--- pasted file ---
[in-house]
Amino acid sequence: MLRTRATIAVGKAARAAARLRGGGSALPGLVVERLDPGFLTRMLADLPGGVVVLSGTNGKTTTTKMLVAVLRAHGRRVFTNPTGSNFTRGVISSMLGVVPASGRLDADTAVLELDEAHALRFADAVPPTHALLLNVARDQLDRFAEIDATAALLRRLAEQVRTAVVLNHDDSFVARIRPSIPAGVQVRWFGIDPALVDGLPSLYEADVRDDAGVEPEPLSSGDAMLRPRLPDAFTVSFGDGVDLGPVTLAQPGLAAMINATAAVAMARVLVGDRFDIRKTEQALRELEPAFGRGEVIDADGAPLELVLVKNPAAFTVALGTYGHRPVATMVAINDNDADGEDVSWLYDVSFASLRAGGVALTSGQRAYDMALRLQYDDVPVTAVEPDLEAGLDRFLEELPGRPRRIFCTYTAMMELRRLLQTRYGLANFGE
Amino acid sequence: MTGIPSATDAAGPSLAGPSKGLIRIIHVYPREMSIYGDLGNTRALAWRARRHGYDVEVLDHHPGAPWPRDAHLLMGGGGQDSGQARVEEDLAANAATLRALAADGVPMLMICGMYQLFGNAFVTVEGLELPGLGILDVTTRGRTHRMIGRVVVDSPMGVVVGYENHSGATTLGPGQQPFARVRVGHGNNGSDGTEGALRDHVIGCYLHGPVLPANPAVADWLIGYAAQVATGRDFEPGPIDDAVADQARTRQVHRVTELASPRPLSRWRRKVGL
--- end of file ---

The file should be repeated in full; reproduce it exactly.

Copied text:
[in-house]
Amino acid sequence: MLRTRATIAVGKAARAAARLRGGGSALPGLVVERLDPGFLTRMLADLPGGVVVLSGTNGKTTTTKMLVAVLRAHGRRVFTNPTGSNFTRGVISSMLGVVPASGRLDADTAVLELDEAHALRFADAVPPTHALLLNVARDQLDRFAEIDATAALLRRLAEQVRTAVVLNHDDSFVARIRPSIPAGVQVRWFGIDPALVDGLPSLYEADVRDDAGVEPEPLSSGDAMLRPRLPDAFTVSFGDGVDLGPVTLAQPGLAAMINATAAVAMARVLVGDRFDIRKTEQALRELEPAFGRGEVIDADGAPLELVLVKNPAAFTVALGTYGHRPVATMVAINDNDADGEDVSWLYDVSFASLRAGGVALTSGQRAYDMALRLQYDDVPVTAVEPDLEAGLDRFLEELPGRPRRIFCTYTAMMELRRLLQTRYGLANFGE
Amino acid sequence: MTGIPSATDAAGPSLAGPSKGLIRIIHVYPREMSIYGDLGNTRALAWRARRHGYDVEVLDHHPGAPWPRDAHLLMGGGGQDSGQARVEEDLAANAATLRALAADGVPMLMICGMYQLFGNAFVTVEGLELPGLGILDVTTRGRTHRMIGRVVVDSPMGVVVGYENHSGATTLGPGQQPFARVRVGHGNNGSDGTEGALRDHVIGCYLHGPVLPANPAVADWLIGYAAQVATGRDFEPGPIDDAVADQARTRQVHRVTELASPRPLSRWRRKVGL